But more than these factors, the seriousness of climate change has driven the issue over the last few years to the highest political level, into boardrooms, and into public consciousness. In a period of apparently decaying international order, climate change has driven the emergence of a remarkable multilateral legal agreement, adopted by consensus by 196 Parties and containing NDCs from 185 countries.
What is next?
The previous years of negotiation have been necessary to find the appropriate architecture to build collective action. In this sense, the Paris Agreement builds on the (sometimes too slow) experimentation and learning that has taken place over the last two decades. But, as noted above, the success of an open architecture agreement depends on its capacity to work, evolve and improve.
Developed countries need to match the steps taken by developing countries
Since 2005, the objective of international climate negotiations has been to bring on board the emerging countries. At COP21, China and India notably have taken an enormous step towards greater responsibility for action on climate change, including through leadership by Prime Minister Modi and President Xi Jingping. The vulnerable developing countries have also accepted the paradigm shift of an open, universal regime. That Paris bargain thus involved a huge evolution on the part of the developing countries, to come to the table with INDCs and accept what is, in essence, a fundamental break with the binary differentiation of the Convention and the Kyoto Protocol.
That bargain is not of itself stable: to hold it true, developed countries must be serious and immediate in the implementation of their mitigation contributions and financial commitments. The presence of a long-term goal for finance may require institutional innovation in developed countries’ fiscal policy in order to provide a predictable financial basis. They must also send early signals of their capacity to consider more ambitious objectives for 2030 and beyond, by launching the domestic processes that will allow them to put forward revised mitigation contributions by 2020 at the latest. This is needed both to confirm the signal to all public and private decision makers, investors and innovators that the Paris Agreement represents a step change in the transition to a new approach to development and prosperity, and to create the condition in which major emerging countries will also consider additional measures by 2020.
Preparing the next revision of NDCs will be crucial for the success of the Paris Agreement. At the national level, immediate domestic policy is required in order to start to change the economic and energy system in a direction that can allow a stronger contribution to be submitted internationally. Internationally, cooperation on finance and technology is required to create a context in which major emerging countries can go further in 2020. Finally, the next round of contribution must be informed by more systematic and long-term understanding of the economic and energy system transformations required for the globally agreed objective of very low emissions in 2050 and net zero emissions in the second half of the century. For this reason, the development of transformational national trajectories, and their discussion and debate at national level, will be an important springboard to the next round of contributions.
More effective management of climate resilience
The agreement also presents a step change in the recognition of the importance of adaptation and resilience. It adopts tools for ensuring the regular submission of adaptation plans, enhanced solidarity in the face of climate impacts, and greater funding for adaptation action. But successful adaptation and resilience will require further reinforcement of international governance arrangements, and of course of national policy frameworks. In this domain, international policy making is still in its infancy. There needs to be a much stronger, more systemic and more scientific monitoring of global vulnerabilities related to climate change. This can form the basis of more coherent, coordinated, and intense national and international policy response to climate impacts.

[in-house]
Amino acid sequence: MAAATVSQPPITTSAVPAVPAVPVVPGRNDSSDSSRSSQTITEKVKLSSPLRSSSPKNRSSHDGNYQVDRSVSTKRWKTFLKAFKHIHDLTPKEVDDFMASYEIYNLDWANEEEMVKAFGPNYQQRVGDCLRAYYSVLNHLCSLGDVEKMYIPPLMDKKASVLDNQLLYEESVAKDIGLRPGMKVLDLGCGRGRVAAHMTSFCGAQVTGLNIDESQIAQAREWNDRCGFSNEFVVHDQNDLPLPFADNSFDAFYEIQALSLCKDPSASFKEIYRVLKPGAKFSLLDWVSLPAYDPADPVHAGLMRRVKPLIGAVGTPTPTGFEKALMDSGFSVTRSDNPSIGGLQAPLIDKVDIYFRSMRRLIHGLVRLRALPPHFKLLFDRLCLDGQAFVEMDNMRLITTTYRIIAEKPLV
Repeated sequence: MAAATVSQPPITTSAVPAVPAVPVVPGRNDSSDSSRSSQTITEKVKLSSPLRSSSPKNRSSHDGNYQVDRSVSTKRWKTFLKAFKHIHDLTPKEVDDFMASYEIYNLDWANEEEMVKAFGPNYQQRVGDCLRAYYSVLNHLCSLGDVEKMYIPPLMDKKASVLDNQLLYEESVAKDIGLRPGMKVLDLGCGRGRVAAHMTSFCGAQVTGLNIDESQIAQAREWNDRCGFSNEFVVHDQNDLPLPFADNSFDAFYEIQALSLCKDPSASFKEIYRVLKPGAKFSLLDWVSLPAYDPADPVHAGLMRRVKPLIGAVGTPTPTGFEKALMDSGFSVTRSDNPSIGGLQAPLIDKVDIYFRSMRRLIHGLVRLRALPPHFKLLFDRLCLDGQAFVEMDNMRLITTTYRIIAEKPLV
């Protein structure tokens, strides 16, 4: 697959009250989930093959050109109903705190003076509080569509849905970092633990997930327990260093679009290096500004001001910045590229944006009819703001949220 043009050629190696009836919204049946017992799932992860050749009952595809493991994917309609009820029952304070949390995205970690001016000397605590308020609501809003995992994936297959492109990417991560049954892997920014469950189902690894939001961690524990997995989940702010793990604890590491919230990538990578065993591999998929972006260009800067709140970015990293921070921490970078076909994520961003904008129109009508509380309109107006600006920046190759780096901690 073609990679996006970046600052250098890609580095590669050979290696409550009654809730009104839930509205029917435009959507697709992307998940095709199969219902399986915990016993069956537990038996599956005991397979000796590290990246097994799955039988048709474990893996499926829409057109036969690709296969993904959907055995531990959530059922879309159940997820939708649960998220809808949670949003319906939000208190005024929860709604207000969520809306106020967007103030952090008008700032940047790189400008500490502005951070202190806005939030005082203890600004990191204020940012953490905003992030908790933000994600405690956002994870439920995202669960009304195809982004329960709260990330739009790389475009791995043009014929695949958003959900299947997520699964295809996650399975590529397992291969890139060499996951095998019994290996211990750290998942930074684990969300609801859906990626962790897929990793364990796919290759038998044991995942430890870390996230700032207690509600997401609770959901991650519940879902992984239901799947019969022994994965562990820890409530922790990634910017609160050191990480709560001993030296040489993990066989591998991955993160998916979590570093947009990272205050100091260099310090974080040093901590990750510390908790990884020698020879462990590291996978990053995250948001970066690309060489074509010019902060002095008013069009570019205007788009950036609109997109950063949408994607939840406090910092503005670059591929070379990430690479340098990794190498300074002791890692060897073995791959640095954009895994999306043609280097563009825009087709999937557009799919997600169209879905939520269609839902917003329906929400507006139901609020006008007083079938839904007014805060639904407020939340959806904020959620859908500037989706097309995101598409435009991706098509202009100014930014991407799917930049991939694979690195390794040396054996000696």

Immediate implementation and complementing the Paris Agreement outside the UNFCCC
Finally, the real challenge will be implementation. Countries cannot wait until the Paris Agreement enters into force: preparing the ground for raising ambition in 2020, as the agreement prescribes, requires immediate implementation.
Moreover, the Paris Agreement is a foundational, not a specific, agreement. It sets the basis for state to state cooperation, establishes the long-term objectives, and contains the basic tools: NDCs, transparency, and financial support. It gives direction and purpose to international climate cooperation, and a capacity to collectively assess progress. However, deep decarbonisation and climate resilience require stronger policy cooperation than is possible under this kind of foundational multilateral framework. The job of the multilateral framework is to create the demand and legitimacy for these initiatives. Some of these more specific tools have started to emerge driven forward by the political attention that was focused on the COP, notably the Mission Innovation, the Solar Alliance, and the Financial Stability Board’s task force on corporate disclosure of climate risks. But these will need to be implemented, strengthened and others will need to be developed. The Paris Agreement provides a universal foundation, upon which must be built stronger pillars of cooperation.
One particular event in 2016 could be crucial for ensuring that none of the momentum that the Paris negotiations built up is lost, namely the Chinese G20. The Chinese G20 agenda is already shaping up with multiple potential entry points to sustainable development and climate mitigation. The Chinese program identified the role of a coordinated response from multilateral development banks in raising investment in infrastructure, and in the negotiation of an international investment framework for increasing across-the-board investment. This provides an important opportunity to ensure that climate concerns are integrated. Likewise, the program for the Chinese G20 identifies the importance of developing national plans for implementing the 2030 Agenda, including on sustainable development, climate and energy.
Time to take stock and set the next agenda
2015 saw the negotiation of three important sustainable development agreements: the Sustainable Development Goals, the Addis Ababa Action Agenda on Development Finance, and the Paris Agreement. This marks the end of an important policy making cycle. Now is the time to take stock of what has been achieved, and what more needs to be done, especially to move from targets to action. This is why IDDRI will be launching an international conference in 2016, in order to take stock and participate to setting the agenda for sustainable development for the years to come.
Photo credit : IISD